Training Nonnursing Staff to Assist with Nutritional Care Delivery in Nursing Homes: A Cost-Effectiveness Analysis

Sandra F. Simmons, Emily K. Hollingsworth, Emily A. Long, Xulei Liu, Matthew S. Shotwell, Emmett Keeler, Ruopeng An, Heidi J. Silver

Research output: Contribution to journalArticlepeer-review


Objectives: To determine the effect and cost-effectiveness of training nonnursing staff to provide feeding assistance for nutritionally at-risk nursing home (NH) residents. Design: Randomized, controlled trial. Setting: Five community NHs. Participants: Long-stay NH residents with an order for caloric supplementation (N = 122). Intervention: Research staff provided an 8-hour training curriculum to nonnursing staff. Trained staff were assigned to between-meal supplement or snack delivery for the intervention group; the control group received usual care. Measurements: Research staff used standardized observations and weighed-intake methods to measure frequency of between-meal delivery, staff assistance time, and resident caloric intake. Results: Fifty staff (mean 10 per site) completed training. The intervention had a significant effect on between-meal caloric intake (F = 56.29, P <.001), with the intervention group consuming, on average, 163.33 (95% CI = 120.19–206.47) calories per person per day more than the usual care control group. The intervention costs were $1.27 per person per day higher than usual care (P <.001). The incremental cost-effectiveness ratio for the intervention was 134 kcal per dollar. The increase in cost was due to the higher frequency and number of snack items given per person per day and the associated staff time to provide assistance. Conclusion: It is cost effective to train nonnursing staff to provide caloric supplementation, and this practice has a positive effect on residents’ between-meal intake.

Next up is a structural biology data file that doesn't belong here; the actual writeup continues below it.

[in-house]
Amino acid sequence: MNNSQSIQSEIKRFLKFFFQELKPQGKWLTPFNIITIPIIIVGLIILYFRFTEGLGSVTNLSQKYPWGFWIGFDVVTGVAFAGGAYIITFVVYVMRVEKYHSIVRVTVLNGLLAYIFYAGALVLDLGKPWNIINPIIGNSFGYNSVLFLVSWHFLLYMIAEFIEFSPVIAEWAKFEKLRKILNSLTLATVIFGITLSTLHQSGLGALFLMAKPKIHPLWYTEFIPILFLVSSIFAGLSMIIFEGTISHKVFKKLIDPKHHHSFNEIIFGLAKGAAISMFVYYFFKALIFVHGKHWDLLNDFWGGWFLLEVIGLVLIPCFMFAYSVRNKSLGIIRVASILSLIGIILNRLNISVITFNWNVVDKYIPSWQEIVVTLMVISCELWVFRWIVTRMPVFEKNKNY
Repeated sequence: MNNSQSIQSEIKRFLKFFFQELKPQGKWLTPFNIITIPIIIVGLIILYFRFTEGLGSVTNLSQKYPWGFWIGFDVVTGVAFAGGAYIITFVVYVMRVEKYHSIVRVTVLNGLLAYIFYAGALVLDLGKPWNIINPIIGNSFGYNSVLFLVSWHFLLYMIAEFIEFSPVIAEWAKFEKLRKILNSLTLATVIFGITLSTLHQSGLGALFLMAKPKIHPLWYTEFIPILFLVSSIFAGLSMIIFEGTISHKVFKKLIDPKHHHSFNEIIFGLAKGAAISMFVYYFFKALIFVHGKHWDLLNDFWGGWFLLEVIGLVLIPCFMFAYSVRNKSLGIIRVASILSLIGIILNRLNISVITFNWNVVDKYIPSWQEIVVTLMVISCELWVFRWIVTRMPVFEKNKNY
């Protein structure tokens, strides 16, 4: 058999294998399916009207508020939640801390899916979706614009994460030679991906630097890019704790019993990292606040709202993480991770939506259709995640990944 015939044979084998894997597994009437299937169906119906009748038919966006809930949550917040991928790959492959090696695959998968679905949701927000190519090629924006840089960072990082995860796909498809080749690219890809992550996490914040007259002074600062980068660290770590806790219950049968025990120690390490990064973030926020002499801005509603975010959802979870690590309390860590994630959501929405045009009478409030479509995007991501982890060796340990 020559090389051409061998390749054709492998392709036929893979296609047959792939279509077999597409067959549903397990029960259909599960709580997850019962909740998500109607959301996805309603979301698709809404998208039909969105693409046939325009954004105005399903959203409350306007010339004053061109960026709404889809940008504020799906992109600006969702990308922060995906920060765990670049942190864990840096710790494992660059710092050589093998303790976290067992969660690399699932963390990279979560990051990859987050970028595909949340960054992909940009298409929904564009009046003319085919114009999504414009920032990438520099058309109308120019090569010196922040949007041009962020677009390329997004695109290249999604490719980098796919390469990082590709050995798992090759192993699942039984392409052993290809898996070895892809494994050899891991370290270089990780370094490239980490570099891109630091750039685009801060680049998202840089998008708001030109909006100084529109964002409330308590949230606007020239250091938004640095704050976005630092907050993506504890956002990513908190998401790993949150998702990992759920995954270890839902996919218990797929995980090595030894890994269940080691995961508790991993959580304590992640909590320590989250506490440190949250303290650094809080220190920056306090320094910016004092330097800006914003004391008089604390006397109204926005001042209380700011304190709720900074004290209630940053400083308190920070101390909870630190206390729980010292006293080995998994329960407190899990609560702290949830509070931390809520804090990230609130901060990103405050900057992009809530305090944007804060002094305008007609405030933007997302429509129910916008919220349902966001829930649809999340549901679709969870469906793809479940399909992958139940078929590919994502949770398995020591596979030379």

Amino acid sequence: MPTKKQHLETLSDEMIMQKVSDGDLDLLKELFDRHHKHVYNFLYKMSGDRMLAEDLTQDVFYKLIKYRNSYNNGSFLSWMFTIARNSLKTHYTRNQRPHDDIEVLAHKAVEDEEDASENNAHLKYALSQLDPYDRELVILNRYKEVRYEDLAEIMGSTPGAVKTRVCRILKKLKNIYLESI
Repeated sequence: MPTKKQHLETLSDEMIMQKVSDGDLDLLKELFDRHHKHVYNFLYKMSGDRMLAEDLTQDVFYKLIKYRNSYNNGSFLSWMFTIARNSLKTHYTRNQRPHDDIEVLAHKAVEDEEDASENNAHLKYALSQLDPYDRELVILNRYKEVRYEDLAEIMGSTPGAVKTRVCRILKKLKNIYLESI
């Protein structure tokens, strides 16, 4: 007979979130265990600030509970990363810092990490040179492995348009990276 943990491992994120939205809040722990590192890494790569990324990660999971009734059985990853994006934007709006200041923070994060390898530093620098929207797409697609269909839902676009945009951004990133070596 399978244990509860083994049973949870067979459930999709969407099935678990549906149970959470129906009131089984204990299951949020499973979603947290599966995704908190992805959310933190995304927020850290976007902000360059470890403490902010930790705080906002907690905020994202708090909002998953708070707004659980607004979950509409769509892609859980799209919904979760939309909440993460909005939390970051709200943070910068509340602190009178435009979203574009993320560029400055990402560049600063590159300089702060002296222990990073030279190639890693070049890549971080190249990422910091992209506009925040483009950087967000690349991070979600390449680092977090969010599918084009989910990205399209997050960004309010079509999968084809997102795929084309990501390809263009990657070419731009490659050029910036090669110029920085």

Original languageEnglish (US)
Pages (from-to)313-322
Number of pages10
JournalJournal of the American Geriatrics Society
Issue number2
StatePublished - Feb 1 2017


  • feeding assistant regulation
  • long-term care
  • staff training
  • unintentional weight loss

ASJC Scopus subject areas

  • Geriatrics and Gerontology


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